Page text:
A Point Blank source has seconded the WSJ’s report that the team would receive a large annual payment from the Barclays Center and has provided further details. To read more of this story, click here

Report: Barclays Center to Pay Isles Millions Per Year to Relocate to Brooklyn

Kevin Schultz

Usually when a sports team takes up residence in an arena, the team pays rent to either the company or municipality that owns the arena. It’s a typical landlord/lessee relationship, just on a much bigger scale than normal. Sometimes, teams even get a sweetheart deal on that rent money, as they leverage how badly the municipality wants to keep the team in the city by making not so veiled threats to move or not award Super Bowl hosting rights to the city (the NFL has used this tactic quite well over the years, especially with the ever-present threat of Los Angeles).

Yesterday’s Wall Street Journal has a report on the profitability of the Barclays Center, which is apparently not as profitable as its owners originally thought it would be, saying that it is “tens of millions of dollars” behind income estimates. But hidden at the end of the article is the first bit of information we have about the Islanders “iron-clad” 25-year lease with the Barclays Center, and it’s not the typical lease relationship that was described above (emphasis is mine).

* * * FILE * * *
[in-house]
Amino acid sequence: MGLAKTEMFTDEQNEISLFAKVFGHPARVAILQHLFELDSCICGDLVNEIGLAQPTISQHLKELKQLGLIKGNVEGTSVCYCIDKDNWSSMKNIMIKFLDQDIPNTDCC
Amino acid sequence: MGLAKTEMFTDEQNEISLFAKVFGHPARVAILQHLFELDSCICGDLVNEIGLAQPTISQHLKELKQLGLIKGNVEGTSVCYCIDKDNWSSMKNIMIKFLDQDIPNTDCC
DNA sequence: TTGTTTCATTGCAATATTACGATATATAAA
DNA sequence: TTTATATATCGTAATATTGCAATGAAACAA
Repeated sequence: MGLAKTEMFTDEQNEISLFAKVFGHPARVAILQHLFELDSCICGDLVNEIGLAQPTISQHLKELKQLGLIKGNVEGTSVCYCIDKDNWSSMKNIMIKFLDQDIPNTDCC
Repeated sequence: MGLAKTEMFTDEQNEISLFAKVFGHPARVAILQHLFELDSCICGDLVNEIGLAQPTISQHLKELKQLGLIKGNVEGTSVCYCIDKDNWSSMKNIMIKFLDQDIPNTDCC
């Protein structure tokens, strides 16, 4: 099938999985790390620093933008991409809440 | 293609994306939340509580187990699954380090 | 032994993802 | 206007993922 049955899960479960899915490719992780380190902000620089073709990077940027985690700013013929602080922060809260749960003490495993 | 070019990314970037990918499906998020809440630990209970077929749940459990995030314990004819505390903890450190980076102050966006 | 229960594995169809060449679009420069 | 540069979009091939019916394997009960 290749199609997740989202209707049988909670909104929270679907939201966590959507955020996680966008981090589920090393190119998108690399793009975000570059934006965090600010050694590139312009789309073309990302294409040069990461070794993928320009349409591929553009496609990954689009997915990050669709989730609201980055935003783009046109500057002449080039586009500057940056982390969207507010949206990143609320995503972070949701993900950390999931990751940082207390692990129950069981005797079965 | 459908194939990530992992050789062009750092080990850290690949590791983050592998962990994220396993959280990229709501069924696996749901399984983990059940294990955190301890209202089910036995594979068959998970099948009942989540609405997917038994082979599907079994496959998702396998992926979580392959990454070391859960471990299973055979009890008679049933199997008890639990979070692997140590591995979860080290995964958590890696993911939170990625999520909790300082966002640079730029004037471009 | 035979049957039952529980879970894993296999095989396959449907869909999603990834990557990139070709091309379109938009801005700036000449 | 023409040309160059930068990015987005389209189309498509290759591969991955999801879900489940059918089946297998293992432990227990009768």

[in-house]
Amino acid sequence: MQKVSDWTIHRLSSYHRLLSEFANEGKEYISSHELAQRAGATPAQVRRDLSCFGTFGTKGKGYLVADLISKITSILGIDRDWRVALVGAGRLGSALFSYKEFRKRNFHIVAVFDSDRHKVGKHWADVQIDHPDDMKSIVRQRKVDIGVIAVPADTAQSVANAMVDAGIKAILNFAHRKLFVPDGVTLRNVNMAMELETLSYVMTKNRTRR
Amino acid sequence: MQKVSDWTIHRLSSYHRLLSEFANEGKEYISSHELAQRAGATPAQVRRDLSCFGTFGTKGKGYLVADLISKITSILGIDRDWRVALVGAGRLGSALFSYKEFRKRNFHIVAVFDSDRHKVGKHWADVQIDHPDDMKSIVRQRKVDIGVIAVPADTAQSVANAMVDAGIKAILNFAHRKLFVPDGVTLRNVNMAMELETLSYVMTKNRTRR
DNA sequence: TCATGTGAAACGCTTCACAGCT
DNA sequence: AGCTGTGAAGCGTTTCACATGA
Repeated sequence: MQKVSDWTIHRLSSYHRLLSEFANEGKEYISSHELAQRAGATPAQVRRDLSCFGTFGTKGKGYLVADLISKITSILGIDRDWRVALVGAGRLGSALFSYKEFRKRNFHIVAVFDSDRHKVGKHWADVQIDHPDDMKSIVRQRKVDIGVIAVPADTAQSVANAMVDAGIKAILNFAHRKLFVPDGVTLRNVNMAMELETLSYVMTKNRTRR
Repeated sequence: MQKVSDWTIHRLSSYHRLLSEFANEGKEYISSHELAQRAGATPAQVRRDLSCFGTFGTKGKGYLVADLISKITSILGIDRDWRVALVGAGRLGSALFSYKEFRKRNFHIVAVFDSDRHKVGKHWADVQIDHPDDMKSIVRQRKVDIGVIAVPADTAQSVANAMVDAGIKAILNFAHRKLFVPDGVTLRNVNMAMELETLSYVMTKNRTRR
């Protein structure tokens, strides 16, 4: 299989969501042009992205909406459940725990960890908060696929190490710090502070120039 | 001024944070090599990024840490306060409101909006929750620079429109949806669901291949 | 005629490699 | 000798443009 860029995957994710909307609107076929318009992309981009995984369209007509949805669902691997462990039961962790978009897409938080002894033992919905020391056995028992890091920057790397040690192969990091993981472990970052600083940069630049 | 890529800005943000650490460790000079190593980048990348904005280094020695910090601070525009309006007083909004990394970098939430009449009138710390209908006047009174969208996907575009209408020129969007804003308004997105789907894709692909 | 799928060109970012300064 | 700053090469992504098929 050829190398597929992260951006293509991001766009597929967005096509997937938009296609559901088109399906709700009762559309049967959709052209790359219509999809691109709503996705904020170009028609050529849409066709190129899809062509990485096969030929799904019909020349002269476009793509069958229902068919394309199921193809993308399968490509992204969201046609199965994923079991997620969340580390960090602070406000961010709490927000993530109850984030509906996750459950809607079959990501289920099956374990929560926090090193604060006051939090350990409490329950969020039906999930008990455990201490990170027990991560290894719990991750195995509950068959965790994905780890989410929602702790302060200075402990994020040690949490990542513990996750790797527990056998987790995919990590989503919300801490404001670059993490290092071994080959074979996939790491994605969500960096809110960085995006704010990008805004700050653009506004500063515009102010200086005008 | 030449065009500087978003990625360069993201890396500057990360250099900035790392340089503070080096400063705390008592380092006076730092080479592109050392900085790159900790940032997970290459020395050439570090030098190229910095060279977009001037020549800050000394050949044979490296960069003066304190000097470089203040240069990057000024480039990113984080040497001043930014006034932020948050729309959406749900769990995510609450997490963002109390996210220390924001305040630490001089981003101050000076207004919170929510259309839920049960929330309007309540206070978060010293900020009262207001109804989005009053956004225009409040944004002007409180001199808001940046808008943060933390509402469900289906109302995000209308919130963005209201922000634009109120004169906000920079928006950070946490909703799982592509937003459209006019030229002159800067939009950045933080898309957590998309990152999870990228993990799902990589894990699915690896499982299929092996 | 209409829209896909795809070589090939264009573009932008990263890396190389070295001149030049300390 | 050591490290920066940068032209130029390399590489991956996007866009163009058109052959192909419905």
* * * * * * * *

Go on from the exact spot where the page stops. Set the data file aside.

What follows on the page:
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Photos: Nets Banners Take Up Residence at Coliseum

The newly formed partnership between the Barclays Center/Nets and Islanders showed up at the Coliseum. The Nets two ABA Championship banners, which were won while the team called the Coliseum home in the 1970s, returned. The banners had never hung in the same arena as the Islanders Stanley Cup banners before, as the Nets bolted to New Jersey before the Islanders won their first title in 1980. It looks as though the Nets and Islanders are slowly becoming joined at the hip.

Here’s a great picture via @Number1IslesFan, with the Nets banners on the top left:

nets

And here’s a close-up shot from @JTSchreiner:

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Nassau Coliseum No Longer Covered in Optimum Ads

Screen Shot 2013-10-05 at 12.57.00 PMWhen you head out to the Coliseum for tonight’s home opener against the Blue Jackets, it may look a little bare. Gone are the multiple banners advertising Optimum Wifi and Optimum TV, which covered the Coliseum in recent years. Instead, it’s back to only two banners as depicted in the picture at right, tweeted by Islandermania.  There’s one banner for the Coliseum and one for the Islanders.

The Islanders still have banners depicting current players posted vertically in between the pillars on the Coliseum’s exterior.

For comparison, here’s what the Coliseum looked like last season straight from the Optimum Rewards website:

coliseum

In the off-season, Madison Square Garden lost a bid to operate a renovated Nassau Coliseum. Both Optimum and Madison Square Garden are owned by the same parent company, Cablevision, although it is not clear that the loss of the bid and removal of ad banners are related in any way.

The Coliseum had also been fully wired as an “Optimum WiFi hotspot” in previous seasons. Let us know in the comments if that is still the case.